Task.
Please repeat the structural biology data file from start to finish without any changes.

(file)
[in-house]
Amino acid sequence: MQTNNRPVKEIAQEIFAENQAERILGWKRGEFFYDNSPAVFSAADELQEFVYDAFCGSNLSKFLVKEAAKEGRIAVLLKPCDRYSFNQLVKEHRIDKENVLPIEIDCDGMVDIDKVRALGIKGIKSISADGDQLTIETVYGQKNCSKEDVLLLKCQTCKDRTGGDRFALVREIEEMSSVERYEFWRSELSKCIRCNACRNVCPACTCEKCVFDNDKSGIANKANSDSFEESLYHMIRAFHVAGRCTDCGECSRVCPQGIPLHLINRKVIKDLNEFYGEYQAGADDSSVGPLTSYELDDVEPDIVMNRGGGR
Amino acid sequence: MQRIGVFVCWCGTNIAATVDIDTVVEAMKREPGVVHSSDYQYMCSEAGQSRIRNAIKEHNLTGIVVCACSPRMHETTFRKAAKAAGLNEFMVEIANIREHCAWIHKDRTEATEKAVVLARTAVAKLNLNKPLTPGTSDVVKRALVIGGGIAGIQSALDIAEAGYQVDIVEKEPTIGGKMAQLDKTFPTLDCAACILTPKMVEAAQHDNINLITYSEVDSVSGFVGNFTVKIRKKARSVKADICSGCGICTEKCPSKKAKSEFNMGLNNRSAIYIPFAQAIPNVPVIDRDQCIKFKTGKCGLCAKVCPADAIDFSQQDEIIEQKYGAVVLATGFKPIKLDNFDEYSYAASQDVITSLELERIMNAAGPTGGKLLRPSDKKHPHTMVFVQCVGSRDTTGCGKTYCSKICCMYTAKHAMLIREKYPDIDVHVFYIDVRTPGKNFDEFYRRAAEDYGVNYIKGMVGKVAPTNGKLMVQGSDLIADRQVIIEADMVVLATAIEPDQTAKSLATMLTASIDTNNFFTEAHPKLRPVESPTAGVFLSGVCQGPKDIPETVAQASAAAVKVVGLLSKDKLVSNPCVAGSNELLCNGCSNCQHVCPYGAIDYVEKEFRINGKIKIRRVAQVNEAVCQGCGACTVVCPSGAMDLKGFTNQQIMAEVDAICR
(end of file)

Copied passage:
[in-house]
Amino acid sequence: MQTNNRPVKEIAQEIFAENQAERILGWKRGEFFYDNSPAVFSAADELQEFVYDAFCGSNLSKFLVKEAAKEGRIAVLLKPCDRYSFNQLVKEHRIDKENVLPIEIDCDGMVDIDKVRALGIKGIKSISADGDQLTIETVYGQKNCSKEDVLLLKCQTCKDRTGGDRFALVREIEEMSSVERYEFWRSELSKCIRCNACRNVCPACTCEKCVFDNDKSGIANKANSDSFEESLYHMIRAFHVAGRCTDCGECSRVCPQGIPLHLINRKVIKDLNEFYGEYQAGADDSSVGPLTSYELDDVEPDIVMNRGGGR
Amino acid sequence: MQRIGVFVCWCGTNIAATVDIDTVVEAMKREPGVVHSSDYQYMCSEAGQSRIRNAIKEHNLTGIVVCACSPRMHETTFRKAAKAAGLNEFMVEIANIREHCAWIHKDRTEATEKAVVLARTAVAKLNLNKPLTPGTSDVVKRALVIGGGIAGIQSALDIAEAGYQVDIVEKEPTIGGKMAQLDKTFPTLDCAACILTPKMVEAAQHDNINLITYSEVDSVSGFVGNFTVKIRKKARSVKADICSGCGICTEKCPSKKAKSEFNMGLNNRSAIYIPFAQAIPNVPVIDRDQCIKFKTGKCGLCAKVCPADAIDFSQQDEIIEQKYGAVVLATGFKPIKLDNFDEYSYAASQDVITSLELERIMNAAGPTGGKLLRPSDKKHPHTMVFVQCVGSRDTTGCGKTYCSKICCMYTAKHAMLIREKYPDIDVHVFYIDVRTPGKNFDEFYRRAAEDYGVNYIKGMVGKVAPTNGKLMVQGSDLIADRQVIIEADMVVLATAIEPDQTAKSLATMLTASIDTNNFFTEAHPKLRPVESPTAGVFLSGVCQGPKDIPETVAQASAAAVKVVGLLSKDKLVSNPCVAGSNELLCNGCSNCQHVCPYGAIDYVEKEFRINGKIKIRRVAQVNEAVCQGCGACTVVCPSGAMDLKGFTNQQIMAEVDAICR